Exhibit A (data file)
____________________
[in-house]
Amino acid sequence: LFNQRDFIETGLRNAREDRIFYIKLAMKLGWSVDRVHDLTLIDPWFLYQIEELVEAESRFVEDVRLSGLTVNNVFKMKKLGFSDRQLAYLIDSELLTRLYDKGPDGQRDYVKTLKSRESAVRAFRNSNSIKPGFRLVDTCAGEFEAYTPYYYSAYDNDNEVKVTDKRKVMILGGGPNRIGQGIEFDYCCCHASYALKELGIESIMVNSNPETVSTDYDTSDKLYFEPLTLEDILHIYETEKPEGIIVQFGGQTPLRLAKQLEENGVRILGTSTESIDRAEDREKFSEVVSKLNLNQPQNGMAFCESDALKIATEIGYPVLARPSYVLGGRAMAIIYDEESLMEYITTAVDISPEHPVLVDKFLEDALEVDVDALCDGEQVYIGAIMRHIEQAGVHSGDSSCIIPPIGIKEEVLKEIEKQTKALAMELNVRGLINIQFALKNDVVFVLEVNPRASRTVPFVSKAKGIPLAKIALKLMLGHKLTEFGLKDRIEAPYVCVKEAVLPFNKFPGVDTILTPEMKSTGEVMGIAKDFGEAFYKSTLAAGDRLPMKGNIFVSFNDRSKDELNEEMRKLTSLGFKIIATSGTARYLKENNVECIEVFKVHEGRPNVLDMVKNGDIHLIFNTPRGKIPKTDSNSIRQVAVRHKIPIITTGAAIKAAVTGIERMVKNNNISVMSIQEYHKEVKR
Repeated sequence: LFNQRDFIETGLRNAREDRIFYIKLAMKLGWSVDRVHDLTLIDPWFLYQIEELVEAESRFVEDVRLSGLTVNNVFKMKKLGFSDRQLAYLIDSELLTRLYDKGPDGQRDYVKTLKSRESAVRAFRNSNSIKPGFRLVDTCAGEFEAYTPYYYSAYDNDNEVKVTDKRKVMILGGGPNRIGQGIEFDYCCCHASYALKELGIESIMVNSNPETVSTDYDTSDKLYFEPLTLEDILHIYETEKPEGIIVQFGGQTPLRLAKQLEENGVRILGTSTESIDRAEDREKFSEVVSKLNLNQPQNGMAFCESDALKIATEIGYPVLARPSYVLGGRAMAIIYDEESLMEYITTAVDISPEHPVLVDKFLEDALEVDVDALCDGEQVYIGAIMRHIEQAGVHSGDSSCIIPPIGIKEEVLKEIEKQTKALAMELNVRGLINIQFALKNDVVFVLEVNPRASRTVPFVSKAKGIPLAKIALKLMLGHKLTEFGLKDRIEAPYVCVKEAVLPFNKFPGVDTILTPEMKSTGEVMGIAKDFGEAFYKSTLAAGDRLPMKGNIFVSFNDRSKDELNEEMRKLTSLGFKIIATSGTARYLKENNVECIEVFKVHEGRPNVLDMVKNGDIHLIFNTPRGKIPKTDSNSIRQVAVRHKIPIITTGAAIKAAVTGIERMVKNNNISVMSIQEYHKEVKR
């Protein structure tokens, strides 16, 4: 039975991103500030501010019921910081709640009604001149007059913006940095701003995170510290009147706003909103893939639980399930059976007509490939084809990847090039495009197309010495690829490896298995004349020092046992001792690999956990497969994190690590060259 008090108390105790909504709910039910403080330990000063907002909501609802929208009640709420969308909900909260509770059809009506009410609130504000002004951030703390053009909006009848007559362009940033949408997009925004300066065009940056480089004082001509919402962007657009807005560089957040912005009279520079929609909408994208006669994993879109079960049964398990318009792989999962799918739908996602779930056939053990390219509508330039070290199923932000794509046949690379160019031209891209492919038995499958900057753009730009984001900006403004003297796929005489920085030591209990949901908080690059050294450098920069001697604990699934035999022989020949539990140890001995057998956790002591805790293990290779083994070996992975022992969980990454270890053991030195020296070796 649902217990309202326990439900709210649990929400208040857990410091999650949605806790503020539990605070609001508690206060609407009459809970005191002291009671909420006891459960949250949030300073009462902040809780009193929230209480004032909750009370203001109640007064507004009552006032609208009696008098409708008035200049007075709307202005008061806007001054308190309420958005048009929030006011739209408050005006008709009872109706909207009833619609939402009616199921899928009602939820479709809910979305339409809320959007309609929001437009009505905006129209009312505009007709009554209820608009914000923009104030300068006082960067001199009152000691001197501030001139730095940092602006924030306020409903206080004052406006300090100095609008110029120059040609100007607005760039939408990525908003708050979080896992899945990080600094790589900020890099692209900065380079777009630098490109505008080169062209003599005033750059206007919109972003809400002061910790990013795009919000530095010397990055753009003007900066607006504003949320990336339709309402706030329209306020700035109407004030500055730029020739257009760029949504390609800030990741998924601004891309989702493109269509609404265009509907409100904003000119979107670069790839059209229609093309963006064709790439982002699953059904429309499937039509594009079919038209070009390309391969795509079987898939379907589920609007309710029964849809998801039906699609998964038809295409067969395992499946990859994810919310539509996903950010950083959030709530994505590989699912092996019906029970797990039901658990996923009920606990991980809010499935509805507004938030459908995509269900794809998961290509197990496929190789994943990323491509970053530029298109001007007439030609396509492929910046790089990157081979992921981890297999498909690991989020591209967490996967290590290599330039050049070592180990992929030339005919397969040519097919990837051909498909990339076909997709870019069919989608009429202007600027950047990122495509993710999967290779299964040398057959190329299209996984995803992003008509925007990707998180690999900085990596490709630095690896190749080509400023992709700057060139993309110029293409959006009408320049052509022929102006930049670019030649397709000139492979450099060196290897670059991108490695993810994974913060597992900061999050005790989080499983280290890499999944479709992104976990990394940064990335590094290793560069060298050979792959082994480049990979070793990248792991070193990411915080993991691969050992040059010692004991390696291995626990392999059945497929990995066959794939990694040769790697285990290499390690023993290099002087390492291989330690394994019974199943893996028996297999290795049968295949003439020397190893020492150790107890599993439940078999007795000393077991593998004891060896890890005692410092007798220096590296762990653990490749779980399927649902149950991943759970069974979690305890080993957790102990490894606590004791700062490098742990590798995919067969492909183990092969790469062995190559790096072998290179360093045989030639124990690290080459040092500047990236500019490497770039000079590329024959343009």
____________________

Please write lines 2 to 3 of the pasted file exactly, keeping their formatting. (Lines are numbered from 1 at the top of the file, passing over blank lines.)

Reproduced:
Amino acid sequence: LFNQRDFIETGLRNAREDRIFYIKLAMKLGWSVDRVHDLTLIDPWFLYQIEELVEAESRFVEDVRLSGLTVNNVFKMKKLGFSDRQLAYLIDSELLTRLYDKGPDGQRDYVKTLKSRESAVRAFRNSNSIKPGFRLVDTCAGEFEAYTPYYYSAYDNDNEVKVTDKRKVMILGGGPNRIGQGIEFDYCCCHASYALKELGIESIMVNSNPETVSTDYDTSDKLYFEPLTLEDILHIYETEKPEGIIVQFGGQTPLRLAKQLEENGVRILGTSTESIDRAEDREKFSEVVSKLNLNQPQNGMAFCESDALKIATEIGYPVLARPSYVLGGRAMAIIYDEESLMEYITTAVDISPEHPVLVDKFLEDALEVDVDALCDGEQVYIGAIMRHIEQAGVHSGDSSCIIPPIGIKEEVLKEIEKQTKALAMELNVRGLINIQFALKNDVVFVLEVNPRASRTVPFVSKAKGIPLAKIALKLMLGHKLTEFGLKDRIEAPYVCVKEAVLPFNKFPGVDTILTPEMKSTGEVMGIAKDFGEAFYKSTLAAGDRLPMKGNIFVSFNDRSKDELNEEMRKLTSLGFKIIATSGTARYLKENNVECIEVFKVHEGRPNVLDMVKNGDIHLIFNTPRGKIPKTDSNSIRQVAVRHKIPIITTGAAIKAAVTGIERMVKNNNISVMSIQEYHKEVKR
Repeated sequence: LFNQRDFIETGLRNAREDRIFYIKLAMKLGWSVDRVHDLTLIDPWFLYQIEELVEAESRFVEDVRLSGLTVNNVFKMKKLGFSDRQLAYLIDSELLTRLYDKGPDGQRDYVKTLKSRESAVRAFRNSNSIKPGFRLVDTCAGEFEAYTPYYYSAYDNDNEVKVTDKRKVMILGGGPNRIGQGIEFDYCCCHASYALKELGIESIMVNSNPETVSTDYDTSDKLYFEPLTLEDILHIYETEKPEGIIVQFGGQTPLRLAKQLEENGVRILGTSTESIDRAEDREKFSEVVSKLNLNQPQNGMAFCESDALKIATEIGYPVLARPSYVLGGRAMAIIYDEESLMEYITTAVDISPEHPVLVDKFLEDALEVDVDALCDGEQVYIGAIMRHIEQAGVHSGDSSCIIPPIGIKEEVLKEIEKQTKALAMELNVRGLINIQFALKNDVVFVLEVNPRASRTVPFVSKAKGIPLAKIALKLMLGHKLTEFGLKDRIEAPYVCVKEAVLPFNKFPGVDTILTPEMKSTGEVMGIAKDFGEAFYKSTLAAGDRLPMKGNIFVSFNDRSKDELNEEMRKLTSLGFKIIATSGTARYLKENNVECIEVFKVHEGRPNVLDMVKNGDIHLIFNTPRGKIPKTDSNSIRQVAVRHKIPIITTGAAIKAAVTGIERMVKNNNISVMSIQEYHKEVKR